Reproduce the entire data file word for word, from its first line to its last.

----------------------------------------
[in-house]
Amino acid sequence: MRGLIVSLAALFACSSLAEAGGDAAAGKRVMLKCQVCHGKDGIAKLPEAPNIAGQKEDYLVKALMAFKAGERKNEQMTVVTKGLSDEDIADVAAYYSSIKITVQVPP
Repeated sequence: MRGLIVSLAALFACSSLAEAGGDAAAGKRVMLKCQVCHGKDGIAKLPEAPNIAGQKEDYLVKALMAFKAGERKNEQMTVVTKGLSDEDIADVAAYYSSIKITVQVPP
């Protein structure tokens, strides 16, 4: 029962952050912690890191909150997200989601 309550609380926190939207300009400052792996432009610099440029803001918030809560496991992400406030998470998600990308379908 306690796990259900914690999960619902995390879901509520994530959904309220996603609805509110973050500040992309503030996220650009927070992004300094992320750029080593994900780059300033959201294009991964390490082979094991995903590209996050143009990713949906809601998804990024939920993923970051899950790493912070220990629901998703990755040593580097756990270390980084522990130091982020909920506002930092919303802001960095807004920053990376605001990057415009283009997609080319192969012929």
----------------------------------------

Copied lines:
[in-house]
Amino acid sequence: MRGLIVSLAALFACSSLAEAGGDAAAGKRVMLKCQVCHGKDGIAKLPEAPNIAGQKEDYLVKALMAFKAGERKNEQMTVVTKGLSDEDIADVAAYYSSIKITVQVPP
Repeated sequence: MRGLIVSLAALFACSSLAEAGGDAAAGKRVMLKCQVCHGKDGIAKLPEAPNIAGQKEDYLVKALMAFKAGERKNEQMTVVTKGLSDEDIADVAAYYSSIKITVQVPP
């Protein structure tokens, strides 16, 4: 029962952050912690890191909150997200989601 309550609380926190939207300009400052792996432009610099440029803001918030809560496991992400406030998470998600990308379908 306690796990259900914690999960619902995390879901509520994530959904309220996603609805509110973050500040992309503030996220650009927070992004300094992320750029080593994900780059300033959201294009991964390490082979094991995903590209996050143009990713949906809601998804990024939920993923970051899950790493912070220990629901998703990755040593580097756990270390980084522990130091982020909920506002930092919303802001960095807004920053990376605001990057415009283009997609080319192969012929």